CURTIS: I know how local representative Rowan Ramsey is very displeased with the result. And I guess it's been a long time coming, because the funding wasn't included in the Government's first budget post-election and it wasn't, I guess, included in the latest Budget just a couple of weeks ago. And that's despite, in the latest Budget, the Treasurer Jim Chalmers citing Whyalla as, you know, with the hydrogen industry on the boom, as being a big part of Australia's financial future. So having that regard for Whyalla but also not backing it up with support for quite an essential service is a bit disappointing.
SENATOR RUSTON: Well look, it's very, very disappointing and you rightly point out we rely very heavily on our regional communities for so much of our income. And you know, Jim Chalmers was very quick to proudly announce that there was a budget surplus. So, at a time when he's got a budget surplus on the back of the resources sector, he's now making a resource rich community that we want as our future resource community - is punishing them by this sort of additional regional airport tax. So I think it's very hypocritical and, you know, it's extremely disappointing. But I know Rowan Ramsey has been fighting very hard to make sure that this tax was something that was picked up by the Government, or at least advertised across all passengers across Australia. And so I think he's as equally disappointed as the rest of us that this has been the result. But we'll keep fighting, we'll keep going back into estimates and demanding of this government to explain their decision, why they have punished a community like Whyalla at the same time as they're bragging about a budget surplus.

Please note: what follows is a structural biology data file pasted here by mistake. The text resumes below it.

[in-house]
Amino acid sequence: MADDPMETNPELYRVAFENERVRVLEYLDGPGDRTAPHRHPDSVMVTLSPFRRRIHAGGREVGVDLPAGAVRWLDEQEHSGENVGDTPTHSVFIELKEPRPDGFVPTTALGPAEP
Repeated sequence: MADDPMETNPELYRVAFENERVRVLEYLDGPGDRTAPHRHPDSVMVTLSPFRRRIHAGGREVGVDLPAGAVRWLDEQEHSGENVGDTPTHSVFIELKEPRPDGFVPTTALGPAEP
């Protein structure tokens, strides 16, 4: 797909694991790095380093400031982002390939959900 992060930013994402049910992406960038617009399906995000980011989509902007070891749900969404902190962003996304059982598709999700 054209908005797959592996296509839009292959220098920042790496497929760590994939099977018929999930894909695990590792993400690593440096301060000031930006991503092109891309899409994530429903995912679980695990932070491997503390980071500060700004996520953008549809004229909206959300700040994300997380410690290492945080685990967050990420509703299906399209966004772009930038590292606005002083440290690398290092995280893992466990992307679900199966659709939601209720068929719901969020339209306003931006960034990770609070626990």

CURTIS: And another frustrating part for, I guess, the community as well is that we haven't actually heard much from the Government on this so far. I know that the Home Affairs portfolio has been pretty tied up in questions and Senate activities at the moment, but still not having had much comment from them on the future of this funding - if there will be a future of this funding.
SENATOR RUSTON: Well, as is typical often of government departments, when I questioned the Department of Home Affairs yesterday, they were very quick to hide behind the security framework requirements. And, of course, we want to make sure our airports are safe for passengers. We absolutely support 100% that decision. But very quick to duck shove the funding issue across to the infrastructure portfolio. But at the end of the day, this is one government and the Government has to accept responsibility for the fact that it's going to make it more expensive for a locum service to fly into Whyalla. It's going to make it more expensive for people who need to get health services in the city out of Whyalla. It's going to make it more expensive when people need to go to Adelaide for training. They've got to explain that to the people of Whyalla. You know, they can't hide behind their government departments. This government actually has to front the people and explain why they've done this.
CURTIS: We're out of time. But Senator, thanks so much for chatting today.